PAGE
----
Going forward, Torres said, streetlights will be installed on a colonia-by-colonia basis. He issued these key points about the program:

– Colonias will need to apply to receive streetlights. The application process will include proof that a majority (75 percent) of homeowners in the subdivision are willing to pay for the consumption of the electricity the streetlights use.

– Precincts will pay for the installation of streetlights, while homeowners will pay for the electricity used by the lights.

– The first round of colonias, those included in Phase 1 of the county’s streetlights project, can expect to receive streetlights by the end of this year.

State Rep. Armando Martinez
State Rep. Armando Martinez

Valdez-Cox, LUPE’s executive director, told the Rio Grande Guardian that HB 3002 originated in house meetings by colonia residents. “We have been fighting to shed light on our colonias for more than ten years. It is an example of what can be achieved by grassroots, civic engagement. It is important that those impacted by legislation are the ones to give their voice, to tell their stories, to give their testimony on what it has been like to live without street lights.”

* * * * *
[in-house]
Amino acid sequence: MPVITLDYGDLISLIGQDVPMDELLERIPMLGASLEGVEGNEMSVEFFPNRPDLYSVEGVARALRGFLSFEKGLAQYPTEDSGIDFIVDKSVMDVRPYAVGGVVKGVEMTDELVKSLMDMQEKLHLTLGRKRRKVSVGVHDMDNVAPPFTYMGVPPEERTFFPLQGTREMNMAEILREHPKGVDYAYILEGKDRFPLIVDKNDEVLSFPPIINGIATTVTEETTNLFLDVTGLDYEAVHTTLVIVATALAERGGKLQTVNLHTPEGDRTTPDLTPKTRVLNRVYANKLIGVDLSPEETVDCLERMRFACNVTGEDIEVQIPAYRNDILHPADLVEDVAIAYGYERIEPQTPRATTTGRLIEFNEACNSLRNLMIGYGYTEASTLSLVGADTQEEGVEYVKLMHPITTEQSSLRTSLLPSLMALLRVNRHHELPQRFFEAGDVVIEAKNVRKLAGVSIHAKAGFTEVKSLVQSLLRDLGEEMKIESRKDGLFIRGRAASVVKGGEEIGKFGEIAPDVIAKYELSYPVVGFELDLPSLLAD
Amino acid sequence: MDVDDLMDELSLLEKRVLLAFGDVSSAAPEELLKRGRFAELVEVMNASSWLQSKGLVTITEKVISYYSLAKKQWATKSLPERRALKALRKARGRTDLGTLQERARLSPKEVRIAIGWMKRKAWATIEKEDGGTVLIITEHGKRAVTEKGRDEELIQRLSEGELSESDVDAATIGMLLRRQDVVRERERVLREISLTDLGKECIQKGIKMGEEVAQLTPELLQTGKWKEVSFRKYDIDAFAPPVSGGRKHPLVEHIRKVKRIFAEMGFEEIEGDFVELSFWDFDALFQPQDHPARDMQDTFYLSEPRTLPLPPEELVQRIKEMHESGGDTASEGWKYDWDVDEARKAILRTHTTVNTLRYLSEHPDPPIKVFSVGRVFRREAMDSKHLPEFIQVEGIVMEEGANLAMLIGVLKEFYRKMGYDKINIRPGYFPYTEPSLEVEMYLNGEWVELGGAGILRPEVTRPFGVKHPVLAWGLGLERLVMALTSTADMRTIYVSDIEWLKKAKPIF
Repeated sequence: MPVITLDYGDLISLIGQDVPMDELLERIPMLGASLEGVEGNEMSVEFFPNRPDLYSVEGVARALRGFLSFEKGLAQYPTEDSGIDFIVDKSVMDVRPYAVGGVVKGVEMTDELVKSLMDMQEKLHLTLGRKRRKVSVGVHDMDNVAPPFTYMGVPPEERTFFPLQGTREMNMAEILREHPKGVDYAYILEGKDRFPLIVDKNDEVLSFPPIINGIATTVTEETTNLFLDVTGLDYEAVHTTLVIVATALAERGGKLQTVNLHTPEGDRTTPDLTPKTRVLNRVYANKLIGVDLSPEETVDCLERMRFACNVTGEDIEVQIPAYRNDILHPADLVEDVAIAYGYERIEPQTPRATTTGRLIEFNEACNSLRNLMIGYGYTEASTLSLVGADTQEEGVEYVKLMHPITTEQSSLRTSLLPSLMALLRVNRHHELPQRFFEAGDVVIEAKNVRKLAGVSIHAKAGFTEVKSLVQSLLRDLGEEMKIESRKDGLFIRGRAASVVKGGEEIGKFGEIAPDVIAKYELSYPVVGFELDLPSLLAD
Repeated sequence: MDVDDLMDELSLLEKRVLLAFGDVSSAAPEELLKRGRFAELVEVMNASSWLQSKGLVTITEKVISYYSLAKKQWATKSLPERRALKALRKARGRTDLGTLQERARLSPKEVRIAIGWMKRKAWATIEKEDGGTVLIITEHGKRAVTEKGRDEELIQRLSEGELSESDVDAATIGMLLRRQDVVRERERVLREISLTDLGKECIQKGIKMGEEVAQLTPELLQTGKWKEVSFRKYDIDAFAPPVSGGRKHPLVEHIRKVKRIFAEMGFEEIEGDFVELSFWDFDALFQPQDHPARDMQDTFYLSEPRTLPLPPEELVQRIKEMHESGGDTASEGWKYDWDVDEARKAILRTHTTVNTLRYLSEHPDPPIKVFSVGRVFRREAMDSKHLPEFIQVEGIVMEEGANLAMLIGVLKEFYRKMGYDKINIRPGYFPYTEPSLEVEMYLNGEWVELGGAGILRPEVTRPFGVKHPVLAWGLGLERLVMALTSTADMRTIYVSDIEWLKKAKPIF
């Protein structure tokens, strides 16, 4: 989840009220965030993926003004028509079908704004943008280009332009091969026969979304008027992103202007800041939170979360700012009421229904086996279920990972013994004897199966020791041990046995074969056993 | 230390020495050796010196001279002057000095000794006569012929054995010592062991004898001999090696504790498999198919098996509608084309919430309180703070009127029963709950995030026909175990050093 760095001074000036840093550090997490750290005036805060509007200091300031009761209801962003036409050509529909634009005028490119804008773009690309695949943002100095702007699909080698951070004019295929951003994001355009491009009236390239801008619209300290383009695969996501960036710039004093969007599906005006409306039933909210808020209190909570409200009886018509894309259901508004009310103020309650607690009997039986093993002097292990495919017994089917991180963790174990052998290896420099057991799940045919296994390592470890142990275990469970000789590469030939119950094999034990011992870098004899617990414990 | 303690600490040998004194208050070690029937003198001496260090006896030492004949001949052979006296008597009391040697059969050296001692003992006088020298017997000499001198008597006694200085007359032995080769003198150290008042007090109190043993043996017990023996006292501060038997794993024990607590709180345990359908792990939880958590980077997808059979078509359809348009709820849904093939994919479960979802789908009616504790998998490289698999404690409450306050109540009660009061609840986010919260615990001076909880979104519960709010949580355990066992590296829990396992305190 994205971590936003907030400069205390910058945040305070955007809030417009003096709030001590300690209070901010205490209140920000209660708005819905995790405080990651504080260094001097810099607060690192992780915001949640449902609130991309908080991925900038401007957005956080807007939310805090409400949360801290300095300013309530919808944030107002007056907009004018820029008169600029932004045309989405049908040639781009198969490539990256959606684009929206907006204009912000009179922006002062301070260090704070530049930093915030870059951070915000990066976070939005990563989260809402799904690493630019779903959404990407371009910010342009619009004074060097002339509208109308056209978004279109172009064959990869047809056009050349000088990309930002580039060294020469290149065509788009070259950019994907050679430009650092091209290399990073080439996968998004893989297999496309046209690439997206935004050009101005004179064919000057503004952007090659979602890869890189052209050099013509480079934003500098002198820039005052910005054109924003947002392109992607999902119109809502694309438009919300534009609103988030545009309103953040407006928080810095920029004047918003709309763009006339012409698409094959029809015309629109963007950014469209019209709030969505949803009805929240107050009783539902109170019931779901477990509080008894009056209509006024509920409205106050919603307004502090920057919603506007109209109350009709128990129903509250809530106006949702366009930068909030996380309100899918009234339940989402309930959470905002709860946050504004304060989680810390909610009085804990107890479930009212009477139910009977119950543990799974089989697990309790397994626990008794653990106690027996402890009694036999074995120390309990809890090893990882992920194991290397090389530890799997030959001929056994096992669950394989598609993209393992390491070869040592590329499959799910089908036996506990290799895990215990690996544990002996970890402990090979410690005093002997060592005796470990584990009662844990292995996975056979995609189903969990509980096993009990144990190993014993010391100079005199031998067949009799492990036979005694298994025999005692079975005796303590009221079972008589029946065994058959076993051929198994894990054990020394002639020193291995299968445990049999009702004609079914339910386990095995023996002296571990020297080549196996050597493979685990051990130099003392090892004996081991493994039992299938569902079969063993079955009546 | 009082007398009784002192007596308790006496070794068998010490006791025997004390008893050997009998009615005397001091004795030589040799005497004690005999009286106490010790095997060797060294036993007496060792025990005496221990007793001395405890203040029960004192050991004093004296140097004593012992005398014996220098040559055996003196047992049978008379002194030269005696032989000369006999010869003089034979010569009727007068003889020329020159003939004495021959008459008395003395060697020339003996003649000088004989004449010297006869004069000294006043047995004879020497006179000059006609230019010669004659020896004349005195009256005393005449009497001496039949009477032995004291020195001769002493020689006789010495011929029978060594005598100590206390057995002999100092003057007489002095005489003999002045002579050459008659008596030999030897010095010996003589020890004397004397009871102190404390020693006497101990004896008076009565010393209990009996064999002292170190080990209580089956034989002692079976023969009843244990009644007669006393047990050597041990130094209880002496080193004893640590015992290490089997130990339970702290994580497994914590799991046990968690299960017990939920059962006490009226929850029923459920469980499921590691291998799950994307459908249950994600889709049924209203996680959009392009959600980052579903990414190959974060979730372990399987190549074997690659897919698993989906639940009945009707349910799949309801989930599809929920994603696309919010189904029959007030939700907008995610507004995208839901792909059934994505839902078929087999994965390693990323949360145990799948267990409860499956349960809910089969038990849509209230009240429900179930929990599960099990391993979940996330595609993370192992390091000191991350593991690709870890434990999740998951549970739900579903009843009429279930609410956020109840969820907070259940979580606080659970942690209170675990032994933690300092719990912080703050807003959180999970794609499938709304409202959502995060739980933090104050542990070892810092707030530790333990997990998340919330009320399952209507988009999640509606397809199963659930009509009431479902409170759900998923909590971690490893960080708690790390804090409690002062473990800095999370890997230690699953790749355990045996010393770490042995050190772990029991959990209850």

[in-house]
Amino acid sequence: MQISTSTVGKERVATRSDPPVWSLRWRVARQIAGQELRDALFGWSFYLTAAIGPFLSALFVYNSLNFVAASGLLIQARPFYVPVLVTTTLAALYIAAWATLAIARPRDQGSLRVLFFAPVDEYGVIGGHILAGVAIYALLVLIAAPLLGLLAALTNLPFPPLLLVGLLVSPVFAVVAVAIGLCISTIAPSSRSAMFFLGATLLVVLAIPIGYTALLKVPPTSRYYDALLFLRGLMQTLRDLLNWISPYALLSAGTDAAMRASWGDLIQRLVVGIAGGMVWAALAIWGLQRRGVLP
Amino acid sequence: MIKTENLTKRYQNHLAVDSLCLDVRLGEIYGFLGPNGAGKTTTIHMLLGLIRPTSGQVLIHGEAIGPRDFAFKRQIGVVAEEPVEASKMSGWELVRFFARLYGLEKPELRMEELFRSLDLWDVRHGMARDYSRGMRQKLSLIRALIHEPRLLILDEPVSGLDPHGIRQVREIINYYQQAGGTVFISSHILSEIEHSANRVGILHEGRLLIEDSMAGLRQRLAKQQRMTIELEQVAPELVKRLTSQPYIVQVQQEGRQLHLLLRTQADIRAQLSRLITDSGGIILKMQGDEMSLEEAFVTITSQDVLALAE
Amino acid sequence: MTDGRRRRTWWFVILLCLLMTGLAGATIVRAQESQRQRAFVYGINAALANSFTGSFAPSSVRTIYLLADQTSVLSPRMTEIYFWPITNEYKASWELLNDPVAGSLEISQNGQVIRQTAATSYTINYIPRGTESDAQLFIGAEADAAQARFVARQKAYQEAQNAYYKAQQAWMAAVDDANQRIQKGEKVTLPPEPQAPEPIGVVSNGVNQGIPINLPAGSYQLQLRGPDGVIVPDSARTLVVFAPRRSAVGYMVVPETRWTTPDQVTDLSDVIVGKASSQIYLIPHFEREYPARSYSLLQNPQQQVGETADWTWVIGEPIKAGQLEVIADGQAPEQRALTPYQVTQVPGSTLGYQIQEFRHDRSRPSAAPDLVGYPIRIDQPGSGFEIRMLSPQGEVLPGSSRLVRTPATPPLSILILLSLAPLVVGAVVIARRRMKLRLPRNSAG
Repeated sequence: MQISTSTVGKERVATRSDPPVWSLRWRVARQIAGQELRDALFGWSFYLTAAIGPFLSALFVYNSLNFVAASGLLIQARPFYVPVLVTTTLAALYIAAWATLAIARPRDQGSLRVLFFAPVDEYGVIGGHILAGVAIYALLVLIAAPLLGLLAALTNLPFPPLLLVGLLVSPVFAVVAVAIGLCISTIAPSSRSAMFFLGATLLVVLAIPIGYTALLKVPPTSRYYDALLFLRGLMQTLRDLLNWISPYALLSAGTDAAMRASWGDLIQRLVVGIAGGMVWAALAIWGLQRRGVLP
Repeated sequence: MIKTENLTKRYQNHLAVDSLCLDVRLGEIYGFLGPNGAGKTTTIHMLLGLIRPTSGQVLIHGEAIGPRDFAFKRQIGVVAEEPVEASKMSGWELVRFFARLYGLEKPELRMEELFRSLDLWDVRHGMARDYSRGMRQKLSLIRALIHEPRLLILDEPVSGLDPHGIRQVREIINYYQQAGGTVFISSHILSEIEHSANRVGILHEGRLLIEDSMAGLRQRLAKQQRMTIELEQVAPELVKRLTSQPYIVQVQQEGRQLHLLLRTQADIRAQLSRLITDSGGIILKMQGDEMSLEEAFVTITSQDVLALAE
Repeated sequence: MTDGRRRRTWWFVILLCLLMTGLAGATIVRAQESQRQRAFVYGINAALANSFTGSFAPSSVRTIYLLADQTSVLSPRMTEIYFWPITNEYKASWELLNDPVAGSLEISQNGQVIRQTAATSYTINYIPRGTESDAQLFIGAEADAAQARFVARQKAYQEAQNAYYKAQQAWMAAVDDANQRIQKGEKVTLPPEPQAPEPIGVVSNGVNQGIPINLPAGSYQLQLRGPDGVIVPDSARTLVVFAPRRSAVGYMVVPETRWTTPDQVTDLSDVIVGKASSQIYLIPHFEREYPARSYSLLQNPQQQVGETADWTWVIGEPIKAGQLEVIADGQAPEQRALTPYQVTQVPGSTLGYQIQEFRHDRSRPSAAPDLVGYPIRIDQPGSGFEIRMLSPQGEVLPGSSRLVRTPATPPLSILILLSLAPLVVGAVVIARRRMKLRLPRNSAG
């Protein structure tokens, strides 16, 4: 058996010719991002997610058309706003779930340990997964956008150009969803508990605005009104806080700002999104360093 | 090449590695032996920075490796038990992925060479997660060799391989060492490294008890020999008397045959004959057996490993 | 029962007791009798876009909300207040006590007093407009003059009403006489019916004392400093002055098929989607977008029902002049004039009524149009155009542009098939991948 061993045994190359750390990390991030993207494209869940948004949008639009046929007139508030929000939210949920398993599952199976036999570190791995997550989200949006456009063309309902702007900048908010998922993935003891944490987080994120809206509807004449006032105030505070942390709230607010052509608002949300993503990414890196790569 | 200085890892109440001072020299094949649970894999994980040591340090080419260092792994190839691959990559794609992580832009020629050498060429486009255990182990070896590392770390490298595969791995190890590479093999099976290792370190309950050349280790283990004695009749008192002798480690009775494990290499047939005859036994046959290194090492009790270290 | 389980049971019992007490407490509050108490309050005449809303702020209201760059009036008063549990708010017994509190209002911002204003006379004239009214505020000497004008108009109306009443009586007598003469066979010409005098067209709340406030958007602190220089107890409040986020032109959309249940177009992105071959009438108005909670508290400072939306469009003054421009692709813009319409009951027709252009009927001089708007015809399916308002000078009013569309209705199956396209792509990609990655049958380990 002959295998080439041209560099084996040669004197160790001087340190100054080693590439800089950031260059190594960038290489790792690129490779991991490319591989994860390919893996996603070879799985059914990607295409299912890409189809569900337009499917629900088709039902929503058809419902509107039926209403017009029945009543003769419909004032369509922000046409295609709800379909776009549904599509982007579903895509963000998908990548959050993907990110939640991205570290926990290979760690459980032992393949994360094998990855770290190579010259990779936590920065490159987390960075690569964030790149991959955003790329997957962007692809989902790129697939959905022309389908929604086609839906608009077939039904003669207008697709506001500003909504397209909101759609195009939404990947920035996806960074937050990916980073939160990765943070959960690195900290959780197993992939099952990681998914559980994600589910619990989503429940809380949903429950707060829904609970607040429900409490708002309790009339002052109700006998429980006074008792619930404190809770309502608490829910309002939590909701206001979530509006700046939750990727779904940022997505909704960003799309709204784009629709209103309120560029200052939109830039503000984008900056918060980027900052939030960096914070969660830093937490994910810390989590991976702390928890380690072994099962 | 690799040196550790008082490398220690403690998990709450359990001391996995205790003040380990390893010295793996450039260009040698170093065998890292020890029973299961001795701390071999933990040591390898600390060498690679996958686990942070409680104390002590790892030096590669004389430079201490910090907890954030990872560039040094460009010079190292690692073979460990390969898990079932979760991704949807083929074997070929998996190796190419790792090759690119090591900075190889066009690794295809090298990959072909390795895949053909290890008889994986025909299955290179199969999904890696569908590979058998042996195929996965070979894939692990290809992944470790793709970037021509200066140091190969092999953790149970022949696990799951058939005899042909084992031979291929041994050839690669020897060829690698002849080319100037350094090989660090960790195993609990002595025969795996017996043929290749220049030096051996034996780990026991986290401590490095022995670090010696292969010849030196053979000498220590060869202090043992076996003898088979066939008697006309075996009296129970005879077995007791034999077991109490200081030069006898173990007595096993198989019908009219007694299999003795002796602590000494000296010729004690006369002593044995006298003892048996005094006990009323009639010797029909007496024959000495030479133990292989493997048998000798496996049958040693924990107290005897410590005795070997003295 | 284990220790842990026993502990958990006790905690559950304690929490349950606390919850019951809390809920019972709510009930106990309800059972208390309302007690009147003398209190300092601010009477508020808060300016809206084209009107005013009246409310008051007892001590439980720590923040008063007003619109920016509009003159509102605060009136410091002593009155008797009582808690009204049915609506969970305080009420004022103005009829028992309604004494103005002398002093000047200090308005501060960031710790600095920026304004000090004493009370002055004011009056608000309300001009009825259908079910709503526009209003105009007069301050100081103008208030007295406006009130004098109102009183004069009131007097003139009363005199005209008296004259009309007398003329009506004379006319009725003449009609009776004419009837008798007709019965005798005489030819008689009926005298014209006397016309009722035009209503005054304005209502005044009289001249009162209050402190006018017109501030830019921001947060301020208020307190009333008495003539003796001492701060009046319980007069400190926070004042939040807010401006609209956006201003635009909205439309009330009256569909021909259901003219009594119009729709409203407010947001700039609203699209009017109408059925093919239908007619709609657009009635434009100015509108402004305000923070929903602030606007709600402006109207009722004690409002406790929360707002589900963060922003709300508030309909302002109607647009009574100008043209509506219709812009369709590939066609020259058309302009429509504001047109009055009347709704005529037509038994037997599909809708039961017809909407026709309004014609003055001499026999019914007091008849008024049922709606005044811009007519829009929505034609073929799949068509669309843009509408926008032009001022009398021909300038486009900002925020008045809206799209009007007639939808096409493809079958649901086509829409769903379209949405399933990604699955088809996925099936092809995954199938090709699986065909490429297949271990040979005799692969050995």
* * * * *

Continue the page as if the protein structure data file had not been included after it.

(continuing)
LUPE’s representative at the state Capitol on this legislation is John Henneberger. When the legislation championed by LUPE and ARISWE was heard in committee, Henneberger held up a large photo taken by satellite of the Rio Grande Valley at night. The McAllen-Edinburg area was lit up and so was Brownsville and Harlingen. The largest colonias were outlined on the photo and they were in total darkness. Henneberger provided the senators with copies of this photo to make his point.

“We have had a number of children struck walking to or getting off school buses,” Henneberger testified. “Security and public safety are a big concern. The colonias are so dark it is really difficult for the sheriff’s department to patrol the areas. Children are often playing outside in the colonias at night and there have been some tragic accidents with children being struck by automobiles. There are literally no street lights in these areas.”

Henneberger added that street light legislation is “a very high priority” for the people who live in colonias in Hidalgo County. “In fact, it is the No. 1 priority above everything else,” he said.